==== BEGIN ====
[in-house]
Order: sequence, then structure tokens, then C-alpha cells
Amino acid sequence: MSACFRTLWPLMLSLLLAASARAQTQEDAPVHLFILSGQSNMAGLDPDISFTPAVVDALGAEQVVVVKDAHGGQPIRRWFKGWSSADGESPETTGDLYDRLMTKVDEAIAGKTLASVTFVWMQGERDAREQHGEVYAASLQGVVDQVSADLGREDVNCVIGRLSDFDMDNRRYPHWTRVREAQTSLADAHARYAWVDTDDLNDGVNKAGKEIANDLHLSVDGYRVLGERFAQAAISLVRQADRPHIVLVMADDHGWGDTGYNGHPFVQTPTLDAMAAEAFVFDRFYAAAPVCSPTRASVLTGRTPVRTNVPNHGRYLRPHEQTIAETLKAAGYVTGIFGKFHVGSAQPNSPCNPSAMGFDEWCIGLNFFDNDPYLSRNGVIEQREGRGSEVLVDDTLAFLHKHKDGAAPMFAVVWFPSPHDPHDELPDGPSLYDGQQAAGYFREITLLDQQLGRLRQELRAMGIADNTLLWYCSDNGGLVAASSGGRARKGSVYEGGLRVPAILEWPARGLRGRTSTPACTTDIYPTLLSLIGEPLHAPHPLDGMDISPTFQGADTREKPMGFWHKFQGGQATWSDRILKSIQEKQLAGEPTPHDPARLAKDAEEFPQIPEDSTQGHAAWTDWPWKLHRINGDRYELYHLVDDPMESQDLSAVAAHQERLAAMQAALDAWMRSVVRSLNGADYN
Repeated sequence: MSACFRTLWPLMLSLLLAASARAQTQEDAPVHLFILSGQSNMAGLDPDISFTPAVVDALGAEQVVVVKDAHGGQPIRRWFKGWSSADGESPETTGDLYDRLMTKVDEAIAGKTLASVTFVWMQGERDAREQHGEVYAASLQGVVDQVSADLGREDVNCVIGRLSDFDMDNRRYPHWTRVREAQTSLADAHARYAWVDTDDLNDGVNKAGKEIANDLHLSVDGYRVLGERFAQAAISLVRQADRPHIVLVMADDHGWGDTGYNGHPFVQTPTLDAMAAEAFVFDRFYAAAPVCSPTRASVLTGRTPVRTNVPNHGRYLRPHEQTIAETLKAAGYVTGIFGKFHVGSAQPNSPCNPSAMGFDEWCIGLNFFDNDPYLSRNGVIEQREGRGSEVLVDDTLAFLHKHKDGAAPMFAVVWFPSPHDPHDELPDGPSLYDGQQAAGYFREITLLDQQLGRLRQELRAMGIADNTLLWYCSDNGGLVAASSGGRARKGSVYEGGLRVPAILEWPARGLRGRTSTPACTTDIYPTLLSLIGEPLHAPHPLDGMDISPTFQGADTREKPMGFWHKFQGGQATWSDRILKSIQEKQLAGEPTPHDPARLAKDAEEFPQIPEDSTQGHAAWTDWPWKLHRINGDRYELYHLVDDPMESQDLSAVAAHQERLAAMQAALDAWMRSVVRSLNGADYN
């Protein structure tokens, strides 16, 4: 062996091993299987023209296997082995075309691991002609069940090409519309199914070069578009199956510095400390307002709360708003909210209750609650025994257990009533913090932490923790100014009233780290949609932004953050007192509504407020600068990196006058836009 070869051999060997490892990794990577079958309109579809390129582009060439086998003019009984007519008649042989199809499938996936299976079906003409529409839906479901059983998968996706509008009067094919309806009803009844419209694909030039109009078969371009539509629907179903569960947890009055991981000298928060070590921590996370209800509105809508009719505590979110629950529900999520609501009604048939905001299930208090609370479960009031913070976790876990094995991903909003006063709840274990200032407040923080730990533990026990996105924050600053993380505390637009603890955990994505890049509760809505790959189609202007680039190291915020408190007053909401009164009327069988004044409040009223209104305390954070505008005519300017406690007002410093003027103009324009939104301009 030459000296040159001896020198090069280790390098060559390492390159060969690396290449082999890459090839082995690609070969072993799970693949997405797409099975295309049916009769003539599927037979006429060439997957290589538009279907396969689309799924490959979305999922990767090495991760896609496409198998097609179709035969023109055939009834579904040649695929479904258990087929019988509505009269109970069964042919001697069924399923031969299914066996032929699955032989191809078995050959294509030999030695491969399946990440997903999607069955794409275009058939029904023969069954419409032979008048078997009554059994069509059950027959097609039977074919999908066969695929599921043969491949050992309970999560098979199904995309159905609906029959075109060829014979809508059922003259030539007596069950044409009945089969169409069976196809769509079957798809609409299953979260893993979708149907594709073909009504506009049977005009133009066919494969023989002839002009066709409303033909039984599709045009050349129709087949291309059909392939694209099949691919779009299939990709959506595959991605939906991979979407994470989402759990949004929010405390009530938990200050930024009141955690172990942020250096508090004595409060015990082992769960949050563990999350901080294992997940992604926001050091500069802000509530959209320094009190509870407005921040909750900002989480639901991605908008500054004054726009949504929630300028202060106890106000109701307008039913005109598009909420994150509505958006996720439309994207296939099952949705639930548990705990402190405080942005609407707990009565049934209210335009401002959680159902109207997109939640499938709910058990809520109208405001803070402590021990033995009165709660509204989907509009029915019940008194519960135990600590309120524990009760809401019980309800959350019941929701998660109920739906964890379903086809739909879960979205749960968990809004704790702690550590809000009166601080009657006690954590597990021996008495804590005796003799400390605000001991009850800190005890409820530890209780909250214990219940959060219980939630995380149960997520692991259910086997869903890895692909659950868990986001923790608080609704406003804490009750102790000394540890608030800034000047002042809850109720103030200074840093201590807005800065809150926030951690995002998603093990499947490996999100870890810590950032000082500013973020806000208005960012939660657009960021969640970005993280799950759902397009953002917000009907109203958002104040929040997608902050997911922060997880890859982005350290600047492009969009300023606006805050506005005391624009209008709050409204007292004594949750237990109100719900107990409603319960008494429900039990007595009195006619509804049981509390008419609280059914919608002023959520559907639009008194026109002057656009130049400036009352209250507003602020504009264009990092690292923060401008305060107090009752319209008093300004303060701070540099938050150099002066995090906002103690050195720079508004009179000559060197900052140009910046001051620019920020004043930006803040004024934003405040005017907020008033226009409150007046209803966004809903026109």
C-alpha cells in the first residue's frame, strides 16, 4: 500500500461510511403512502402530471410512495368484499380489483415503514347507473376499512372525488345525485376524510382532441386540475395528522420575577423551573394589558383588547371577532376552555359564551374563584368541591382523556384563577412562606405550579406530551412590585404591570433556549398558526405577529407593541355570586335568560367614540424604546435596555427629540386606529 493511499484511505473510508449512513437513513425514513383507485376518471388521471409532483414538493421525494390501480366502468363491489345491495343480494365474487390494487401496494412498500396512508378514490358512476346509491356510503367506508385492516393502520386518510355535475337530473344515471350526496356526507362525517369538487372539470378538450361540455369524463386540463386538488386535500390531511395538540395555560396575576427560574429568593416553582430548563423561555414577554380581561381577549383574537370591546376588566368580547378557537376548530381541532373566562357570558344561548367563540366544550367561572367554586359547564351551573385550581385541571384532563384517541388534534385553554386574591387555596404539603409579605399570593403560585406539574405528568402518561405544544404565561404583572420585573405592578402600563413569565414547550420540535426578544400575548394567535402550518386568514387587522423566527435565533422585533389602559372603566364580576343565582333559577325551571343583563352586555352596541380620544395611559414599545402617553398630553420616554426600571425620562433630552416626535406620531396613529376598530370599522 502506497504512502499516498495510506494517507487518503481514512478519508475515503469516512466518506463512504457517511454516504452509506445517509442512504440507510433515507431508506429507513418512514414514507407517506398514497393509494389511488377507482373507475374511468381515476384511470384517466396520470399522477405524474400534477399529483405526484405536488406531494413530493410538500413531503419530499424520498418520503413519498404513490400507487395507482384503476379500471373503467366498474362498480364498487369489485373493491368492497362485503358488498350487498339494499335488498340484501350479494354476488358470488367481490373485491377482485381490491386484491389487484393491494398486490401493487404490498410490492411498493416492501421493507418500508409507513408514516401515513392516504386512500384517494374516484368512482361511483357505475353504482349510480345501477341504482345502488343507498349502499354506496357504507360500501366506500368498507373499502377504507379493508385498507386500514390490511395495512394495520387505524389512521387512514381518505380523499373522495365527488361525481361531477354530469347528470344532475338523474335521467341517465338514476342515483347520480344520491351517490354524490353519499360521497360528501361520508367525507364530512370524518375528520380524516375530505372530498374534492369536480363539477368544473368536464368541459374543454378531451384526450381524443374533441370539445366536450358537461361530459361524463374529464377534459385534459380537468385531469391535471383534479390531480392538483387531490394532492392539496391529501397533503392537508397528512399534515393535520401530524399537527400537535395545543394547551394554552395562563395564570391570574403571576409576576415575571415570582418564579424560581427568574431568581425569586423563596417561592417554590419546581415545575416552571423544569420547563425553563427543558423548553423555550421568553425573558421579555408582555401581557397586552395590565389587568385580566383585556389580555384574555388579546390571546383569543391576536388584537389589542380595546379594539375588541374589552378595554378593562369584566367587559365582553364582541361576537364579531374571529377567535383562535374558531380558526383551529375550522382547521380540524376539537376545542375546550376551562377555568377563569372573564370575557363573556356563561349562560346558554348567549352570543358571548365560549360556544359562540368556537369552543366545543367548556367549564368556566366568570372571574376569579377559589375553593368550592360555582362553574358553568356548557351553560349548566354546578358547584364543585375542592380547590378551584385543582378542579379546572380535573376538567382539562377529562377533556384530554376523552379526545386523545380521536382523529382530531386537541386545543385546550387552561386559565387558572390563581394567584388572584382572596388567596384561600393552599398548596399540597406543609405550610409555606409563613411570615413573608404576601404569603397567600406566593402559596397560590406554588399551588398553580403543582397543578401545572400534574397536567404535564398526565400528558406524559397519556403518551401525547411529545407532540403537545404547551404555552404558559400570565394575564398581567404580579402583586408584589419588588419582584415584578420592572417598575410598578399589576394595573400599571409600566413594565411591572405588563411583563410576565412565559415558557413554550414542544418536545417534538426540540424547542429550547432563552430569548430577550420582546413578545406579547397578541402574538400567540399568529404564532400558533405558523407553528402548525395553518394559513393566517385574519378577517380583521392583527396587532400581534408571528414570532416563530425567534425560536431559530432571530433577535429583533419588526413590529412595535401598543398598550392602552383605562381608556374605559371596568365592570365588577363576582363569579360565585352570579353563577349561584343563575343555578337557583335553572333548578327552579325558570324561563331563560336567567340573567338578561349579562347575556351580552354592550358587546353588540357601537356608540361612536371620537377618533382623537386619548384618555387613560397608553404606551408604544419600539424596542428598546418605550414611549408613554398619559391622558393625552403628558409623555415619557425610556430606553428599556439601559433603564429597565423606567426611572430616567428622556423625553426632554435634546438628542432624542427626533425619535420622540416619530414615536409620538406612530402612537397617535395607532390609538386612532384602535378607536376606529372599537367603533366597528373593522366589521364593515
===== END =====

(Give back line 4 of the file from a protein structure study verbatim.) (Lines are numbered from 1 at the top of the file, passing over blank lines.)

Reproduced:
Repeated sequence: MSACFRTLWPLMLSLLLAASARAQTQEDAPVHLFILSGQSNMAGLDPDISFTPAVVDALGAEQVVVVKDAHGGQPIRRWFKGWSSADGESPETTGDLYDRLMTKVDEAIAGKTLASVTFVWMQGERDAREQHGEVYAASLQGVVDQVSADLGREDVNCVIGRLSDFDMDNRRYPHWTRVREAQTSLADAHARYAWVDTDDLNDGVNKAGKEIANDLHLSVDGYRVLGERFAQAAISLVRQADRPHIVLVMADDHGWGDTGYNGHPFVQTPTLDAMAAEAFVFDRFYAAAPVCSPTRASVLTGRTPVRTNVPNHGRYLRPHEQTIAETLKAAGYVTGIFGKFHVGSAQPNSPCNPSAMGFDEWCIGLNFFDNDPYLSRNGVIEQREGRGSEVLVDDTLAFLHKHKDGAAPMFAVVWFPSPHDPHDELPDGPSLYDGQQAAGYFREITLLDQQLGRLRQELRAMGIADNTLLWYCSDNGGLVAASSGGRARKGSVYEGGLRVPAILEWPARGLRGRTSTPACTTDIYPTLLSLIGEPLHAPHPLDGMDISPTFQGADTREKPMGFWHKFQGGQATWSDRILKSIQEKQLAGEPTPHDPARLAKDAEEFPQIPEDSTQGHAAWTDWPWKLHRINGDRYELYHLVDDPMESQDLSAVAAHQERLAAMQAALDAWMRSVVRSLNGADYN